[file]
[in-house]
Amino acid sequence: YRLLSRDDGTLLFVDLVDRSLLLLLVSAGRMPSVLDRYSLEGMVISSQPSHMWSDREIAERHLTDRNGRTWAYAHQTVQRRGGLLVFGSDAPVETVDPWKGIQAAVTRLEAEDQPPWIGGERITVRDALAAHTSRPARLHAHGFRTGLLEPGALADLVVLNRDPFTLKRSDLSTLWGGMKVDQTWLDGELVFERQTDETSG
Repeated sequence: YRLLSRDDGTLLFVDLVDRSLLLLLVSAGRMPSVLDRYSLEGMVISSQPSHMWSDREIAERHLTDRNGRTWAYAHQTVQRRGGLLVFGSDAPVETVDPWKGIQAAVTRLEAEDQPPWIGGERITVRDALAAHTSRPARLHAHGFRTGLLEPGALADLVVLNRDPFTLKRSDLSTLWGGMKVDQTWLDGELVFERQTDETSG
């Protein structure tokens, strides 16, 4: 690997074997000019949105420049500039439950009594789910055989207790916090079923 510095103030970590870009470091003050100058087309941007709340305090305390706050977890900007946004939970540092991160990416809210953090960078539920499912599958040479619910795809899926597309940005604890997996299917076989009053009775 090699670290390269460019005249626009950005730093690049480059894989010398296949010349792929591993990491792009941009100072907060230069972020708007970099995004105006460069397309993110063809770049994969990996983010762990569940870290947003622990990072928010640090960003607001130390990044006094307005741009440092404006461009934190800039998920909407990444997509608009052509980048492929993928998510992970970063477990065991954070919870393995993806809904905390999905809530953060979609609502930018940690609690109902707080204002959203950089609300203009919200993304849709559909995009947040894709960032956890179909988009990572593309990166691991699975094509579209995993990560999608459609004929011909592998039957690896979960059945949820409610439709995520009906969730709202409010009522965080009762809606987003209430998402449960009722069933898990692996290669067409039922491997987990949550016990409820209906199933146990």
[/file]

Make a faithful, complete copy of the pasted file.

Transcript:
[in-house]
Amino acid sequence: YRLLSRDDGTLLFVDLVDRSLLLLLVSAGRMPSVLDRYSLEGMVISSQPSHMWSDREIAERHLTDRNGRTWAYAHQTVQRRGGLLVFGSDAPVETVDPWKGIQAAVTRLEAEDQPPWIGGERITVRDALAAHTSRPARLHAHGFRTGLLEPGALADLVVLNRDPFTLKRSDLSTLWGGMKVDQTWLDGELVFERQTDETSG
Repeated sequence: YRLLSRDDGTLLFVDLVDRSLLLLLVSAGRMPSVLDRYSLEGMVISSQPSHMWSDREIAERHLTDRNGRTWAYAHQTVQRRGGLLVFGSDAPVETVDPWKGIQAAVTRLEAEDQPPWIGGERITVRDALAAHTSRPARLHAHGFRTGLLEPGALADLVVLNRDPFTLKRSDLSTLWGGMKVDQTWLDGELVFERQTDETSG
């Protein structure tokens, strides 16, 4: 690997074997000019949105420049500039439950009594789910055989207790916090079923 510095103030970590870009470091003050100058087309941007709340305090305390706050977890900007946004939970540092991160990416809210953090960078539920499912599958040479619910795809899926597309940005604890997996299917076989009053009775 090699670290390269460019005249626009950005730093690049480059894989010398296949010349792929591993990491792009941009100072907060230069972020708007970099995004105006460069397309993110063809770049994969990996983010762990569940870290947003622990990072928010640090960003607001130390990044006094307005741009440092404006461009934190800039998920909407990444997509608009052509980048492929993928998510992970970063477990065991954070919870393995993806809904905390999905809530953060979609609502930018940690609690109902707080204002959203950089609300203009919200993304849709559909995009947040894709960032956890179909988009990572593309990166691991699975094509579209995993990560999608459609004929011909592998039957690896979960059945949820409610439709995520009906969730709202409010009522965080009762809606987003209430998402449960009722069933898990692996290669067409039922491997987990949550016990409820209906199933146990």